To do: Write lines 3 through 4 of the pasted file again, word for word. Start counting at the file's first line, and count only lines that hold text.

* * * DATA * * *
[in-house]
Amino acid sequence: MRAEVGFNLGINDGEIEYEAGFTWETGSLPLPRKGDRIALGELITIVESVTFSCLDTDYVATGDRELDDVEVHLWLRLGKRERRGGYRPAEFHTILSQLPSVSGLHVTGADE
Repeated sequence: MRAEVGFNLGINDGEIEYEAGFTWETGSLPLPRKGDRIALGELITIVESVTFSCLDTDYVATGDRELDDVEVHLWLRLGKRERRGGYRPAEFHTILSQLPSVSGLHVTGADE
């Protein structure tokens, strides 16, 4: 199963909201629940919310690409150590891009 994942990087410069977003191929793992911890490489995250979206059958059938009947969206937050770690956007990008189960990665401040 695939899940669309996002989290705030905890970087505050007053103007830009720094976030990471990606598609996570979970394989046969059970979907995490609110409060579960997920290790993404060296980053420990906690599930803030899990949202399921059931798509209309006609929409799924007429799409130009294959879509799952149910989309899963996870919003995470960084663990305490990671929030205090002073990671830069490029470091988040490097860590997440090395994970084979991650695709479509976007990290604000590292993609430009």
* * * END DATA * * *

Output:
Repeated sequence: MRAEVGFNLGINDGEIEYEAGFTWETGSLPLPRKGDRIALGELITIVESVTFSCLDTDYVATGDRELDDVEVHLWLRLGKRERRGGYRPAEFHTILSQLPSVSGLHVTGADE
């Protein structure tokens, strides 16, 4: 199963909201629940919310690409150590891009 994942990087410069977003191929793992911890490489995250979206059958059938009947969206937050770690956007990008189960990665401040 695939899940669309996002989290705030905890970087505050007053103007830009720094976030990471990606598609996570979970394989046969059970979907995490609110409060579960997920290790993404060296980053420990906690599930803030899990949202399921059931798509209309006609929409799924007429799409130009294959879509799952149910989309899963996870919003995470960084663990305490990671929030205090002073990671830069490029470091988040490097860590997440090395994970084979991650695709479509976007990290604000590292993609430009």